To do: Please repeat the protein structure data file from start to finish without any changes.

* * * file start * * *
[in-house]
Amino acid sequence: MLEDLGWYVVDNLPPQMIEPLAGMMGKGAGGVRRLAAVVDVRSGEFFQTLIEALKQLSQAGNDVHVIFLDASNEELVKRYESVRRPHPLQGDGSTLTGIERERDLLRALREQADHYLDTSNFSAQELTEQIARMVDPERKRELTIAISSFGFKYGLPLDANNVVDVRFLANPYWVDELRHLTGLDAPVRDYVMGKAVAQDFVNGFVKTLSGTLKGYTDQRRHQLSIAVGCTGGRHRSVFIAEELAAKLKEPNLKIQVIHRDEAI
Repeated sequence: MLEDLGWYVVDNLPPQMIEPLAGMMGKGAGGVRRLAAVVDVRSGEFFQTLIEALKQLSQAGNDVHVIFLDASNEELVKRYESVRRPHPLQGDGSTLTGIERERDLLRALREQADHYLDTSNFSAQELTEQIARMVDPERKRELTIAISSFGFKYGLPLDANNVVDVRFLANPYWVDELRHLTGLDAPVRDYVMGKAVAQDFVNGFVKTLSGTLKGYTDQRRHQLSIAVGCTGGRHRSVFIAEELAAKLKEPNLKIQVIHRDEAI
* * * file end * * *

[in-house]
Amino acid sequence: MLEDLGWYVVDNLPPQMIEPLAGMMGKGAGGVRRLAAVVDVRSGEFFQTLIEALKQLSQAGNDVHVIFLDASNEELVKRYESVRRPHPLQGDGSTLTGIERERDLLRALREQADHYLDTSNFSAQELTEQIARMVDPERKRELTIAISSFGFKYGLPLDANNVVDVRFLANPYWVDELRHLTGLDAPVRDYVMGKAVAQDFVNGFVKTLSGTLKGYTDQRRHQLSIAVGCTGGRHRSVFIAEELAAKLKEPNLKIQVIHRDEAI
Repeated sequence: MLEDLGWYVVDNLPPQMIEPLAGMMGKGAGGVRRLAAVVDVRSGEFFQTLIEALKQLSQAGNDVHVIFLDASNEELVKRYESVRRPHPLQGDGSTLTGIERERDLLRALREQADHYLDTSNFSAQELTEQIARMVDPERKRELTIAISSFGFKYGLPLDANNVVDVRFLANPYWVDELRHLTGLDAPVRDYVMGKAVAQDFVNGFVKTLSGTLKGYTDQRRHQLSIAVGCTGGRHRSVFIAEELAAKLKEPNLKIQVIHRDEAI